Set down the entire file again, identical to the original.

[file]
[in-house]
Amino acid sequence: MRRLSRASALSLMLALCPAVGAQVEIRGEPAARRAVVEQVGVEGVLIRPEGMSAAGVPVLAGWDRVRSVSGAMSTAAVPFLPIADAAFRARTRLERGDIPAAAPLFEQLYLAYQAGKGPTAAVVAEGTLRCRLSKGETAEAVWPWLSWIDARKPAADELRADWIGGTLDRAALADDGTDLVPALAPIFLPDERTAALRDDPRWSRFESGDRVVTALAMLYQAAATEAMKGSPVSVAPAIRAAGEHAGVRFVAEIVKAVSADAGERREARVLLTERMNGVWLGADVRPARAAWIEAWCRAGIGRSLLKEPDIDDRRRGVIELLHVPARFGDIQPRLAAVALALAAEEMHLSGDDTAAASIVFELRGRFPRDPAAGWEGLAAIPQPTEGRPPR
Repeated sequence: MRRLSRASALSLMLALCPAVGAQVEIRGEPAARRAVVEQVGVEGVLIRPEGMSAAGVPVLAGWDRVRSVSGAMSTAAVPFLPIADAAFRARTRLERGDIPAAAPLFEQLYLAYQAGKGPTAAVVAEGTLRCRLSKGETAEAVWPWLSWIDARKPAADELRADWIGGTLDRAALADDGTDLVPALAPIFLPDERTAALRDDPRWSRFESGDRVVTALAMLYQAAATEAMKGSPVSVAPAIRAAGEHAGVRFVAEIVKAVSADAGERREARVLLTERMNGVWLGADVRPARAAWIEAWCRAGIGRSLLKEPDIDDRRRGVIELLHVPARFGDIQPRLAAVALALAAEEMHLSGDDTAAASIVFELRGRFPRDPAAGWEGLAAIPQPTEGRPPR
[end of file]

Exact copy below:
[in-house]
Amino acid sequence: MRRLSRASALSLMLALCPAVGAQVEIRGEPAARRAVVEQVGVEGVLIRPEGMSAAGVPVLAGWDRVRSVSGAMSTAAVPFLPIADAAFRARTRLERGDIPAAAPLFEQLYLAYQAGKGPTAAVVAEGTLRCRLSKGETAEAVWPWLSWIDARKPAADELRADWIGGTLDRAALADDGTDLVPALAPIFLPDERTAALRDDPRWSRFESGDRVVTALAMLYQAAATEAMKGSPVSVAPAIRAAGEHAGVRFVAEIVKAVSADAGERREARVLLTERMNGVWLGADVRPARAAWIEAWCRAGIGRSLLKEPDIDDRRRGVIELLHVPARFGDIQPRLAAVALALAAEEMHLSGDDTAAASIVFELRGRFPRDPAAGWEGLAAIPQPTEGRPPR
Repeated sequence: MRRLSRASALSLMLALCPAVGAQVEIRGEPAARRAVVEQVGVEGVLIRPEGMSAAGVPVLAGWDRVRSVSGAMSTAAVPFLPIADAAFRARTRLERGDIPAAAPLFEQLYLAYQAGKGPTAAVVAEGTLRCRLSKGETAEAVWPWLSWIDARKPAADELRADWIGGTLDRAALADDGTDLVPALAPIFLPDERTAALRDDPRWSRFESGDRVVTALAMLYQAAATEAMKGSPVSVAPAIRAAGEHAGVRFVAEIVKAVSADAGERREARVLLTERMNGVWLGADVRPARAAWIEAWCRAGIGRSLLKEPDIDDRRRGVIELLHVPARFGDIQPRLAAVALALAAEEMHLSGDDTAAASIVFELRGRFPRDPAAGWEGLAAIPQPTEGRPPR